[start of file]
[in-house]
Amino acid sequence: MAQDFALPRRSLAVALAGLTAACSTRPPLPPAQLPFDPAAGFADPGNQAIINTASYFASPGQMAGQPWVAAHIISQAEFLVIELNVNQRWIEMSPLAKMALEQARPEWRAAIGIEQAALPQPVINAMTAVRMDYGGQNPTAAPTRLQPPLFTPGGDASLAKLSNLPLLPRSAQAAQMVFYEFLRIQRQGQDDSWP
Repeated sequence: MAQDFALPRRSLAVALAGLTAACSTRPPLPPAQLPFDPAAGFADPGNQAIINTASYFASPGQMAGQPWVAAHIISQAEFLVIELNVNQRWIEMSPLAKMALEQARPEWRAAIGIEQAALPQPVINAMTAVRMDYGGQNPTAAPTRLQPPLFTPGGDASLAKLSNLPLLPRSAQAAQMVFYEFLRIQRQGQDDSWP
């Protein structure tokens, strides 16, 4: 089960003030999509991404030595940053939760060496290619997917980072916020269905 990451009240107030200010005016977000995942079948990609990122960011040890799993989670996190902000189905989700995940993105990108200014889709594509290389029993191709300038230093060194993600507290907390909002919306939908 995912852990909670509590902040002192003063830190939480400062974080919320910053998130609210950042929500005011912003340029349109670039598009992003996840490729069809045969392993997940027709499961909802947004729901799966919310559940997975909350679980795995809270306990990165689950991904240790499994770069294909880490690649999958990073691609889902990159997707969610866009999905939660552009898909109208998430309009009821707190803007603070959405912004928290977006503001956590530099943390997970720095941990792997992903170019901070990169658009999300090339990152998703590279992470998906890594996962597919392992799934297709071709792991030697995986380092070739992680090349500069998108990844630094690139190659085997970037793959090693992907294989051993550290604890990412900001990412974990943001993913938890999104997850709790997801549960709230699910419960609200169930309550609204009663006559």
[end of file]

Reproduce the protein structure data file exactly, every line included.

[in-house]
Amino acid sequence: MAQDFALPRRSLAVALAGLTAACSTRPPLPPAQLPFDPAAGFADPGNQAIINTASYFASPGQMAGQPWVAAHIISQAEFLVIELNVNQRWIEMSPLAKMALEQARPEWRAAIGIEQAALPQPVINAMTAVRMDYGGQNPTAAPTRLQPPLFTPGGDASLAKLSNLPLLPRSAQAAQMVFYEFLRIQRQGQDDSWP
Repeated sequence: MAQDFALPRRSLAVALAGLTAACSTRPPLPPAQLPFDPAAGFADPGNQAIINTASYFASPGQMAGQPWVAAHIISQAEFLVIELNVNQRWIEMSPLAKMALEQARPEWRAAIGIEQAALPQPVINAMTAVRMDYGGQNPTAAPTRLQPPLFTPGGDASLAKLSNLPLLPRSAQAAQMVFYEFLRIQRQGQDDSWP
């Protein structure tokens, strides 16, 4: 089960003030999509991404030595940053939760060496290619997917980072916020269905 990451009240107030200010005016977000995942079948990609990122960011040890799993989670996190902000189905989700995940993105990108200014889709594509290389029993191709300038230093060194993600507290907390909002919306939908 995912852990909670509590902040002192003063830190939480400062974080919320910053998130609210950042929500005011912003340029349109670039598009992003996840490729069809045969392993997940027709499961909802947004729901799966919310559940997975909350679980795995809270306990990165689950991904240790499994770069294909880490690649999958990073691609889902990159997707969610866009999905939660552009898909109208998430309009009821707190803007603070959405912004928290977006503001956590530099943390997970720095941990792997992903170019901070990169658009999300090339990152998703590279992470998906890594996962597919392992799934297709071709792991030697995986380092070739992680090349500069998108990844630094690139190659085997970037793959090693992907294989051993550290604890990412900001990412974990943001993913938890999104997850709790997801549960709230699910419960609200169930309550609204009663006559």